Widow continues Marine veteran's fight
The widow of a U.S. Marine who took his own life after a battle with post-traumatic stress disorder, will travel to Washington, D.C., as Sen. Richard Blumenthal's guest at Tuesday's State of the Union address.
Joanna Eldridge had four young children and was caring for her 31-year-old husband, Justin Eldridge, at the time of his death in Waterford. He also had a traumatic brain injury that initially went undiagnosed.
"Justin Eldridge is one of thousands of veterans who have lost their battle to invisible wounds of war," Blumenthal said in a news release issued last week. "Even as we lose another 22 veterans each day to suicide, we must not forget the spouses, children and community they leave behind."
Blumenthal is pushing for passage of the Clay Hunt Suicide Prevention for American Veterans Act, a bill aimed at improving mental health care and suicide prevention programs for servicemen and women.
The bill, which passed the House of Representatives last week, would evaluate suicide prevention programs at the U.S. Department of Veterans Affairs, improve coordination among veterans organizations and the VA and provide loan repayments for psychiatrists and mental health workers at the VA. The legislation would also boost community outreach and support services.
Eldridge joined the Marines in 2001 and served until taking a medical retirement as a sergeant in 2008. In an interview after his death in October 2013, Joanna Eldridge said her husband tried to overcome the trauma he experienced during an eight-month tour in Afghanistan, but could not.
He tried drug combinations, underwent counseling and therapy and spent time in VA hospitals, she said.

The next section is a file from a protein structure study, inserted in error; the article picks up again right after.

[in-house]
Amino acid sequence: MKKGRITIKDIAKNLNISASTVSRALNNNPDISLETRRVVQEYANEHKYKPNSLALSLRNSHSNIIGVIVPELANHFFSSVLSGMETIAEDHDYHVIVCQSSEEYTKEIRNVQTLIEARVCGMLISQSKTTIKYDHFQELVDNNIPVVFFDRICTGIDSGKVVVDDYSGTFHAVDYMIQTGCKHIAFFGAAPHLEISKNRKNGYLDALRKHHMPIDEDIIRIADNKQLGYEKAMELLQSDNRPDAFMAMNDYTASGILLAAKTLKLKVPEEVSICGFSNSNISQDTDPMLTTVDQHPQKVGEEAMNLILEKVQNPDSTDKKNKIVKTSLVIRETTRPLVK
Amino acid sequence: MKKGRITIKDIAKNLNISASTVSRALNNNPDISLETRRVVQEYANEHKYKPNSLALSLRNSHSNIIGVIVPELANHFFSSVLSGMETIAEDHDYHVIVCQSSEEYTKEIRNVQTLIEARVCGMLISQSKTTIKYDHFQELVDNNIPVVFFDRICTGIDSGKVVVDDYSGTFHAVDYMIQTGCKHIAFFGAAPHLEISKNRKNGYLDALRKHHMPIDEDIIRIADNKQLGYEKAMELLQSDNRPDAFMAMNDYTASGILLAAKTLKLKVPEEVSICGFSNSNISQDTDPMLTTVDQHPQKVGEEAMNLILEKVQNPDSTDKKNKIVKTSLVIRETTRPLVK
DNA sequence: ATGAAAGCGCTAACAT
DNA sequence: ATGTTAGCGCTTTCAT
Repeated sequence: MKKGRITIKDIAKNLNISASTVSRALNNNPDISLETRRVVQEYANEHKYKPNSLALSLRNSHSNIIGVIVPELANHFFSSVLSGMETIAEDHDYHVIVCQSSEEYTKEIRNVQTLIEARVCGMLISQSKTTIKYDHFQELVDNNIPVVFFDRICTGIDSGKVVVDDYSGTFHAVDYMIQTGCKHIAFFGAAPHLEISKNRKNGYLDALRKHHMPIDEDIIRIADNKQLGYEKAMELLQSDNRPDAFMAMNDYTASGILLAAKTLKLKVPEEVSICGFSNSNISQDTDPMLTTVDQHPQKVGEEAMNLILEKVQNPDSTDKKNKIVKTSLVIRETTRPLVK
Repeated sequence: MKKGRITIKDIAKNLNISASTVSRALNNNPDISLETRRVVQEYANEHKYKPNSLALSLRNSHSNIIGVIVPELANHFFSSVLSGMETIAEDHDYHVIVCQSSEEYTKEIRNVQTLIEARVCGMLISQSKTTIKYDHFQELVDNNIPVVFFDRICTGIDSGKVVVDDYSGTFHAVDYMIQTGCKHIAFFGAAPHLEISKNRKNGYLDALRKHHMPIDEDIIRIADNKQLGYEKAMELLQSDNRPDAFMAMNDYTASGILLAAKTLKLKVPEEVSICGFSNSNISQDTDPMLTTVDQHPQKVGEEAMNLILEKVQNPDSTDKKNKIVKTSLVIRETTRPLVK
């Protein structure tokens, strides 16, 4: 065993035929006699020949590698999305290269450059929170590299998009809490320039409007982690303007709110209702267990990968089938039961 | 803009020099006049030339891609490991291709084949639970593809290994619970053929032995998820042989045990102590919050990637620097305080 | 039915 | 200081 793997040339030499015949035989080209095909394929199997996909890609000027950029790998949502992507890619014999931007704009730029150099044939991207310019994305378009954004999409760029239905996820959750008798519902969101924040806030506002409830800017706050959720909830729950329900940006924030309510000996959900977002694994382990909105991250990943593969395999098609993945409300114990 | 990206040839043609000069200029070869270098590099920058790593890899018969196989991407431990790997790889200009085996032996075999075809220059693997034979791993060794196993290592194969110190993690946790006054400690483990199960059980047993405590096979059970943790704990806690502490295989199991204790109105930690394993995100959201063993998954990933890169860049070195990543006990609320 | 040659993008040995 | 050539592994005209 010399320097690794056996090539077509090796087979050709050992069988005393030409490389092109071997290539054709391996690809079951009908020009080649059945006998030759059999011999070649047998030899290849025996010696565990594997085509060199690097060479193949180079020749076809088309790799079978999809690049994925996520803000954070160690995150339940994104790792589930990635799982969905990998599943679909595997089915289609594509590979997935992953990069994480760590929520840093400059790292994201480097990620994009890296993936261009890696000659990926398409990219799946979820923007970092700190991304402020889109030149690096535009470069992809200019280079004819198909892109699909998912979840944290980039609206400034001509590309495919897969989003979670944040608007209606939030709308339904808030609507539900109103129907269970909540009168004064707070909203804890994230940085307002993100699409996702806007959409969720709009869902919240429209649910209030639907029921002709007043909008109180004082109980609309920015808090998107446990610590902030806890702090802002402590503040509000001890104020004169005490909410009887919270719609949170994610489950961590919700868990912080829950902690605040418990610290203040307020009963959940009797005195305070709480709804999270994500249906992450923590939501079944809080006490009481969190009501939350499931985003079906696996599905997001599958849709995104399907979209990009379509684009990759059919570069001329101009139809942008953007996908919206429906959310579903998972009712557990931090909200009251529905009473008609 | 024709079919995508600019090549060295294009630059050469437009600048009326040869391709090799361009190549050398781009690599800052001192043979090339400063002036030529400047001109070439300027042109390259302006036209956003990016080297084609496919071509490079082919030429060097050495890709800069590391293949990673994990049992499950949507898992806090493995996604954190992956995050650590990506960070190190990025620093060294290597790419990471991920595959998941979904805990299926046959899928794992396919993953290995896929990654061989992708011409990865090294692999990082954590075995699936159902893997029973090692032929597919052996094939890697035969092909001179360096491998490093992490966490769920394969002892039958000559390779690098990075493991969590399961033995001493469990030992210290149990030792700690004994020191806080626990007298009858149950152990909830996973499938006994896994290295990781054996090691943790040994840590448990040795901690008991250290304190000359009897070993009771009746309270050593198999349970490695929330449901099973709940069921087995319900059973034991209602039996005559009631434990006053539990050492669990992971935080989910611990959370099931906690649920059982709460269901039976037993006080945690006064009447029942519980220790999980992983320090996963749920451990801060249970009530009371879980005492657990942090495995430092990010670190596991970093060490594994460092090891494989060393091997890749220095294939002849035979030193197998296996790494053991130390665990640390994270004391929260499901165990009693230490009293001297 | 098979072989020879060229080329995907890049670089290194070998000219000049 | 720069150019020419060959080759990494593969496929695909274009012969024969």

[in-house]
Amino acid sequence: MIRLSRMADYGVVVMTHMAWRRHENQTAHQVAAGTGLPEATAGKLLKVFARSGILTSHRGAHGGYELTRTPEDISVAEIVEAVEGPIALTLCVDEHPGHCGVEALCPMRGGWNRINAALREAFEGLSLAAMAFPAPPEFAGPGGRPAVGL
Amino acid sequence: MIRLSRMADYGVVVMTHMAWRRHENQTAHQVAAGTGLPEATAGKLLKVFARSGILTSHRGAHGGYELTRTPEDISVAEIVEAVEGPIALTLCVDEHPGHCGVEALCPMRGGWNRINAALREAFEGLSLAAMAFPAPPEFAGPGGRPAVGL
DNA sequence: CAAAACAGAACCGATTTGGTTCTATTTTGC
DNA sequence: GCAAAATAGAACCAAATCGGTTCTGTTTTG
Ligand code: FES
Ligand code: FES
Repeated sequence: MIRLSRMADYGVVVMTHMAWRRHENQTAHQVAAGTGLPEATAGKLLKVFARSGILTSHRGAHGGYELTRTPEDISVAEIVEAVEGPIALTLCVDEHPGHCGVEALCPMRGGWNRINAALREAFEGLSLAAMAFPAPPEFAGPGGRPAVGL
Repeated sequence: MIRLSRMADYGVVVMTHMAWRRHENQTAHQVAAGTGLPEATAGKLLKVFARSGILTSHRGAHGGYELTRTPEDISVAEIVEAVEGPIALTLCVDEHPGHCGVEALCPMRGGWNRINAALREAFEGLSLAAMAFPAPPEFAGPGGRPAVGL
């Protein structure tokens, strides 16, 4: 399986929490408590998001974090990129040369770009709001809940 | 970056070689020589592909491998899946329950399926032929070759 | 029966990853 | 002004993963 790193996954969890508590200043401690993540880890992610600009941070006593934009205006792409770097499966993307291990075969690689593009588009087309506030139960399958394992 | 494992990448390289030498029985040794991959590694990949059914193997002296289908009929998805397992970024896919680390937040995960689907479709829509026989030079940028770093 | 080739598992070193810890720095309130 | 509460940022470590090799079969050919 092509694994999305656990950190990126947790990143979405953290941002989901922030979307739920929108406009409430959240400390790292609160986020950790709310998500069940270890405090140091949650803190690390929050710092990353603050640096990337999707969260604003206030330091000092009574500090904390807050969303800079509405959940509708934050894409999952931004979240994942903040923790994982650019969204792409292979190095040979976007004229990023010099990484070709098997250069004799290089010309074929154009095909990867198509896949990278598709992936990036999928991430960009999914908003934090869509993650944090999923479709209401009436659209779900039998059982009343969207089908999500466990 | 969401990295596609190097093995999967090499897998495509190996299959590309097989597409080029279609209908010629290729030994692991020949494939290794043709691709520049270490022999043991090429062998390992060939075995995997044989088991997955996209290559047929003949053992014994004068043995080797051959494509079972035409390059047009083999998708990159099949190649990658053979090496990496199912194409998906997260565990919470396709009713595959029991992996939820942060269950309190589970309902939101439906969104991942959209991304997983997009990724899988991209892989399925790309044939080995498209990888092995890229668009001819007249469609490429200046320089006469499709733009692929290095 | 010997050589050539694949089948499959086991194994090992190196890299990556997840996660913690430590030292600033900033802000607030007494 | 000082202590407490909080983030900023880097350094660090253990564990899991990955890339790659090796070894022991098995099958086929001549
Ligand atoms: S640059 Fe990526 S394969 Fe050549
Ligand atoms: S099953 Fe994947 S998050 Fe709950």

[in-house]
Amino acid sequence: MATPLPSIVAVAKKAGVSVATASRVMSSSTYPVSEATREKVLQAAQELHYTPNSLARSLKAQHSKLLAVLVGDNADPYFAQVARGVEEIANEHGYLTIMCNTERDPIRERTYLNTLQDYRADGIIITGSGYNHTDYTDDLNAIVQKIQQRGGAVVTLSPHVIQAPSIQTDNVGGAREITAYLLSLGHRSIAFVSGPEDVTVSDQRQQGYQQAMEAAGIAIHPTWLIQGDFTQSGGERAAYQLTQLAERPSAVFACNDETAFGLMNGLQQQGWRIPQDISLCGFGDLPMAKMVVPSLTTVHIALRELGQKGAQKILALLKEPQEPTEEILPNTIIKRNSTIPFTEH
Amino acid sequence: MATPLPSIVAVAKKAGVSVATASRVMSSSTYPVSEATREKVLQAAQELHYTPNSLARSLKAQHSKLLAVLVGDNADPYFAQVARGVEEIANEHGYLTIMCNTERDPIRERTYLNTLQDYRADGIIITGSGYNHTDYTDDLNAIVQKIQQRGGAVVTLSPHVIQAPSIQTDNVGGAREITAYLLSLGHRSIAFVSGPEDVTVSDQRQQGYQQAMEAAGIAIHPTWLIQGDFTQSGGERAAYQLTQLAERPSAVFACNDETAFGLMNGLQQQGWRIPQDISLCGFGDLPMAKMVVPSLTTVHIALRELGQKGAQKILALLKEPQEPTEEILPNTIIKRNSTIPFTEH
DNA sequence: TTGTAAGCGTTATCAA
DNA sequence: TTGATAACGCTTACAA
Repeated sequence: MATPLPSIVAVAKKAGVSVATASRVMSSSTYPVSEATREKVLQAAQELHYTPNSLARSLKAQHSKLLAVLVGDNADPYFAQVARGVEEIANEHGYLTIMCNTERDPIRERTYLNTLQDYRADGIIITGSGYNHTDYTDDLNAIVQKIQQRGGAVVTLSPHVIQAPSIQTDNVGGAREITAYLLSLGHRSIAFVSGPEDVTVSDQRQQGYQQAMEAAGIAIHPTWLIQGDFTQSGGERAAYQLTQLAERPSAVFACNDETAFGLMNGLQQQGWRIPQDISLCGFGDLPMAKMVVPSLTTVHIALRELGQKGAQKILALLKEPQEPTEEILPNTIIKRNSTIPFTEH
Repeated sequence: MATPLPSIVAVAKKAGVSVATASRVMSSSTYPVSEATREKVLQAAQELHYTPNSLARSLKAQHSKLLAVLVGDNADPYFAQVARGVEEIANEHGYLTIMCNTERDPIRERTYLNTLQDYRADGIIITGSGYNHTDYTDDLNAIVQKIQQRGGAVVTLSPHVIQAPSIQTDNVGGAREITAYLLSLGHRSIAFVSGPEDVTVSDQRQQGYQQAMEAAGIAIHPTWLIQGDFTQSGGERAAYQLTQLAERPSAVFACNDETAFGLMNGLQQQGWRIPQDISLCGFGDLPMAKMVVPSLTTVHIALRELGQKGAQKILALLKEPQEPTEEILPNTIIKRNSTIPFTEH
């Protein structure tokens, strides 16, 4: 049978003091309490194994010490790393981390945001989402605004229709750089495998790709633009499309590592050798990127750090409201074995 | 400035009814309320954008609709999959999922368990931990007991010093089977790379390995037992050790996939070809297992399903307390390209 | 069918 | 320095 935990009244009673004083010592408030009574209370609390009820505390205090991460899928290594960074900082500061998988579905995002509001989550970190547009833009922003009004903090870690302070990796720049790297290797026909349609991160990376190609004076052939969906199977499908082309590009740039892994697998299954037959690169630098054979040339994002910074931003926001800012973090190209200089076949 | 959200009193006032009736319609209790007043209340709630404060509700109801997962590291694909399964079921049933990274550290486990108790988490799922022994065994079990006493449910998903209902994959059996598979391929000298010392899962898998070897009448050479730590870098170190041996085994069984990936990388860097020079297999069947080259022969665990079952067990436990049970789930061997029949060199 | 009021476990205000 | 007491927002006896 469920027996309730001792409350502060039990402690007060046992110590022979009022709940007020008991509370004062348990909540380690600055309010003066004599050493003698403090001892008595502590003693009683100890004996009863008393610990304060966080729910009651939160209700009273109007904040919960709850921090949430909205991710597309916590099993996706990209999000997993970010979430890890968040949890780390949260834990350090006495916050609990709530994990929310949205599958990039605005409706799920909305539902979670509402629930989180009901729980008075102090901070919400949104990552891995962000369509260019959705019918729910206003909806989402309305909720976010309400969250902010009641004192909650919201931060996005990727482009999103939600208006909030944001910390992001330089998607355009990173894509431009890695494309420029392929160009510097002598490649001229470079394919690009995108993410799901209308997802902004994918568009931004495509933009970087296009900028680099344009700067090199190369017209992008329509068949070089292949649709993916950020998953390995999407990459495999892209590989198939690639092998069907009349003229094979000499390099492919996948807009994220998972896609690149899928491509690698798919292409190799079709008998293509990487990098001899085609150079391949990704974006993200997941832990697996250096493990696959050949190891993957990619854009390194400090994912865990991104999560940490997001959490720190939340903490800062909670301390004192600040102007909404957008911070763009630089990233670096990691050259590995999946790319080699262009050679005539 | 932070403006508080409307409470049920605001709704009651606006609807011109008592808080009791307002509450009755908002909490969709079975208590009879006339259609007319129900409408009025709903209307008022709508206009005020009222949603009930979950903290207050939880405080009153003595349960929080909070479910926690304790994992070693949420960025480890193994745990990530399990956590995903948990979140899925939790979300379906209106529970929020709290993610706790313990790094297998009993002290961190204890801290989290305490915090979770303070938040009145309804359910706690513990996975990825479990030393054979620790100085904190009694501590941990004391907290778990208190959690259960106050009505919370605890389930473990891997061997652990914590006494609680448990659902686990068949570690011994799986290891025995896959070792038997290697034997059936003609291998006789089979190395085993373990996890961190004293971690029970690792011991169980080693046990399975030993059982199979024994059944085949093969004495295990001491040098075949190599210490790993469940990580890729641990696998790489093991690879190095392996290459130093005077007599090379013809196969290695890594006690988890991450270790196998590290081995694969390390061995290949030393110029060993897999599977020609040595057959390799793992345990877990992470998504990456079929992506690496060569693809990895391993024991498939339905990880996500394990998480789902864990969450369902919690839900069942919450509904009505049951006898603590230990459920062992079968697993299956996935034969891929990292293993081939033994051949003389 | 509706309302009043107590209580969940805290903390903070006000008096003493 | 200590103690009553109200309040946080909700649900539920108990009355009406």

"He lost his battle, but I will fight the war," she said at the time. "My children will not be defined by this. I'm not going to let their father's death be in vain."
She could not be reached for comment.
A group from the unit visited Eldridge's grave on the one-year anniversary of his death, Michael Macek, former senior vice commandant of the unit, said Friday.
"If there was any clue or indication that it was going to turn into what it turned into, I would have tried to help him or intervene," said Macek, now a resident of Old Saybrook and sergeant for the East Lyme Police Department.
Macek said he saw Eldridge the August before he died, and they talked for about two hours. Eldridge would talk about what he experienced but not too much, Macek said.
"I think it's more like those skeletons in the closet that you don't want to open and see anymore," Macek said. "These dreams, they don't go away."
Macek, who also served eight years but was not in combat, said Eldridge related to him as a fellow Marine.
"I think they're trying to keep these skeletons in the closet because they don't want to relive it. And there's no outlet for them to go to," he said.
Every time he's read about a veteran committing suicide, the person sought help, Macek said.
"Every article seems to be consistent in that these guys tried to seek help from the VA but were put on a back burner and by the time anything could be done they had already killed themselves.
"They took their lives because they couldn't live with the demons that they had seen," he said.
Veterans who grow up in different environments still suffer the psychological shock, he said.
"You have these kids, they're playing these video games and they think they know, but when they get put in the actual reality and real bullets are flying, that's a whole different scenario. Some people can handle it and some people can't," Macek said.
The proposed law is named for another veteran who also committed suicide.
Earlier last week, Blumenthal joined U.S. Sen. John McCain in re-introducing the bill, which goes next to the Senate Committee on Veterans' Affairs.
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